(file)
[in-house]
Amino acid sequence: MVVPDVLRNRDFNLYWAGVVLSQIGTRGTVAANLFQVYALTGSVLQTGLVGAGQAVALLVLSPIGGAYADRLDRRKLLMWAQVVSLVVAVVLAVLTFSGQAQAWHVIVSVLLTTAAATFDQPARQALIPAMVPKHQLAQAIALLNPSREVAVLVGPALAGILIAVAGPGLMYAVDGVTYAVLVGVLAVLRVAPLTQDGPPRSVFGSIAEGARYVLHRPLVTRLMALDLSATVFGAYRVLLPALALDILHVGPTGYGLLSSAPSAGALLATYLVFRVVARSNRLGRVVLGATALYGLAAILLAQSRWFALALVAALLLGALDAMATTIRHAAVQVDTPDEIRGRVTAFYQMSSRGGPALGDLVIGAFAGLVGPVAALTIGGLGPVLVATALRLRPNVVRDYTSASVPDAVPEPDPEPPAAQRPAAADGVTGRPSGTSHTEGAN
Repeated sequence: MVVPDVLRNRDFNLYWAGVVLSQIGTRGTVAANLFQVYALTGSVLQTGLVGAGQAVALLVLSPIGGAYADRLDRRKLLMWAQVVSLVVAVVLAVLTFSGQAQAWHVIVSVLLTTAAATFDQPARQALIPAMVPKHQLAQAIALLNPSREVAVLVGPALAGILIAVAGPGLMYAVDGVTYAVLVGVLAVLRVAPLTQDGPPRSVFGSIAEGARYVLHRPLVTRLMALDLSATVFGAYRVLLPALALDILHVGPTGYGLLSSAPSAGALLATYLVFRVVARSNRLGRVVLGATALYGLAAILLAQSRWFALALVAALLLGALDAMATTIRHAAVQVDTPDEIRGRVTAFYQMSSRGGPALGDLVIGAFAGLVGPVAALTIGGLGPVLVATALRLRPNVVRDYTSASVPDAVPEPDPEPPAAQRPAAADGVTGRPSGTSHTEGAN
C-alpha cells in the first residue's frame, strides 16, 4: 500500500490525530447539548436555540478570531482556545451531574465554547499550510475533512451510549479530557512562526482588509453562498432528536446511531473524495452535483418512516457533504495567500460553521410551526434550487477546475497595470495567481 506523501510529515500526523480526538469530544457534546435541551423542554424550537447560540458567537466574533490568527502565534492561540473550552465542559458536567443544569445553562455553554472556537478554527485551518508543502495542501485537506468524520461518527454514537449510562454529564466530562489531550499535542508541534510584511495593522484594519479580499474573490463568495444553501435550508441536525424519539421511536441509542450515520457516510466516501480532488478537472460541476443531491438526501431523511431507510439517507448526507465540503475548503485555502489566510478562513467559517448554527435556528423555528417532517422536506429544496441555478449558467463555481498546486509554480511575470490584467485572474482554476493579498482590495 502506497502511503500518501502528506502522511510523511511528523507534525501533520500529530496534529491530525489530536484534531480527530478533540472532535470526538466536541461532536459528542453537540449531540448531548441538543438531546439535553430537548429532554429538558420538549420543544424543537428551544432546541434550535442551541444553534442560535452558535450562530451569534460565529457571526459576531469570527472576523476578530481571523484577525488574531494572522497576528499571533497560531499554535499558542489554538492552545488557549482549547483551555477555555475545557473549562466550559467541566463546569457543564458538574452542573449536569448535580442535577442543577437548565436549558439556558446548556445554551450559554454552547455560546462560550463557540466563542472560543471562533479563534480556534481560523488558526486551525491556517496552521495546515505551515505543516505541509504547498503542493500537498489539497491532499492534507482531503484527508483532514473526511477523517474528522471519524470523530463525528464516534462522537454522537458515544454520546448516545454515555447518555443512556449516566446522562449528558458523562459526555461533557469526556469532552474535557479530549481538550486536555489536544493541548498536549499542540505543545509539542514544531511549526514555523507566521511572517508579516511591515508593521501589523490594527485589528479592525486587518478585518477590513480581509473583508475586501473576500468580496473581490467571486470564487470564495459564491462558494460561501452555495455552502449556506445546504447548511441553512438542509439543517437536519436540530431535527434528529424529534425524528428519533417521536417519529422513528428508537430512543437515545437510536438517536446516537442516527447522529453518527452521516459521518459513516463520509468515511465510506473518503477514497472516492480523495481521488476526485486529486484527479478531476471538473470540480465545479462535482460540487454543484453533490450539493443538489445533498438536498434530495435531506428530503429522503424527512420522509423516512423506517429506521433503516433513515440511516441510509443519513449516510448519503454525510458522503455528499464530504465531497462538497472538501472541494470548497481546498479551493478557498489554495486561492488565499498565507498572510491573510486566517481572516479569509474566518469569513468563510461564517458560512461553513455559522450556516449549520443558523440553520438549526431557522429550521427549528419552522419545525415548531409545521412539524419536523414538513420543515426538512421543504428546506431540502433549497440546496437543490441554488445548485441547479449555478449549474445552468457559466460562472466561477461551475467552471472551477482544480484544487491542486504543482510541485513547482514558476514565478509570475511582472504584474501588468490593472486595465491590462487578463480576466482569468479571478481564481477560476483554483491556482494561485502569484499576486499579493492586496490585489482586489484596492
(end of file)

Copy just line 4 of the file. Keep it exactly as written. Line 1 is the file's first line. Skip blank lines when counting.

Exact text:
C-alpha cells in the first residue's frame, strides 16, 4: 500500500490525530447539548436555540478570531482556545451531574465554547499550510475533512451510549479530557512562526482588509453562498432528536446511531473524495452535483418512516457533504495567500460553521410551526434550487477546475497595470495567481 506523501510529515500526523480526538469530544457534546435541551423542554424550537447560540458567537466574533490568527502565534492561540473550552465542559458536567443544569445553562455553554472556537478554527485551518508543502495542501485537506468524520461518527454514537449510562454529564466530562489531550499535542508541534510584511495593522484594519479580499474573490463568495444553501435550508441536525424519539421511536441509542450515520457516510466516501480532488478537472460541476443531491438526501431523511431507510439517507448526507465540503475548503485555502489566510478562513467559517448554527435556528423555528417532517422536506429544496441555478449558467463555481498546486509554480511575470490584467485572474482554476493579498482590495 502506497502511503500518501502528506502522511510523511511528523507534525501533520500529530496534529491530525489530536484534531480527530478533540472532535470526538466536541461532536459528542453537540449531540448531548441538543438531546439535553430537548429532554429538558420538549420543544424543537428551544432546541434550535442551541444553534442560535452558535450562530451569534460565529457571526459576531469570527472576523476578530481571523484577525488574531494572522497576528499571533497560531499554535499558542489554538492552545488557549482549547483551555477555555475545557473549562466550559467541566463546569457543564458538574452542573449536569448535580442535577442543577437548565436549558439556558446548556445554551450559554454552547455560546462560550463557540466563542472560543471562533479563534480556534481560523488558526486551525491556517496552521495546515505551515505543516505541509504547498503542493500537498489539497491532499492534507482531503484527508483532514473526511477523517474528522471519524470523530463525528464516534462522537454522537458515544454520546448516545454515555447518555443512556449516566446522562449528558458523562459526555461533557469526556469532552474535557479530549481538550486536555489536544493541548498536549499542540505543545509539542514544531511549526514555523507566521511572517508579516511591515508593521501589523490594527485589528479592525486587518478585518477590513480581509473583508475586501473576500468580496473581490467571486470564487470564495459564491462558494460561501452555495455552502449556506445546504447548511441553512438542509439543517437536519436540530431535527434528529424529534425524528428519533417521536417519529422513528428508537430512543437515545437510536438517536446516537442516527447522529453518527452521516459521518459513516463520509468515511465510506473518503477514497472516492480523495481521488476526485486529486484527479478531476471538473470540480465545479462535482460540487454543484453533490450539493443538489445533498438536498434530495435531506428530503429522503424527512420522509423516512423506517429506521433503516433513515440511516441510509443519513449516510448519503454525510458522503455528499464530504465531497462538497472538501472541494470548497481546498479551493478557498489554495486561492488565499498565507498572510491573510486566517481572516479569509474566518469569513468563510461564517458560512461553513455559522450556516449549520443558523440553520438549526431557522429550521427549528419552522419545525415548531409545521412539524419536523414538513420543515426538512421543504428546506431540502433549497440546496437543490441554488445548485441547479449555478449549474445552468457559466460562472466561477461551475467552471472551477482544480484544487491542486504543482510541485513547482514558476514565478509570475511582472504584474501588468490593472486595465491590462487578463480576466482569468479571478481564481477560476483554483491556482494561485502569484499576486499579493492586496490585489482586489484596492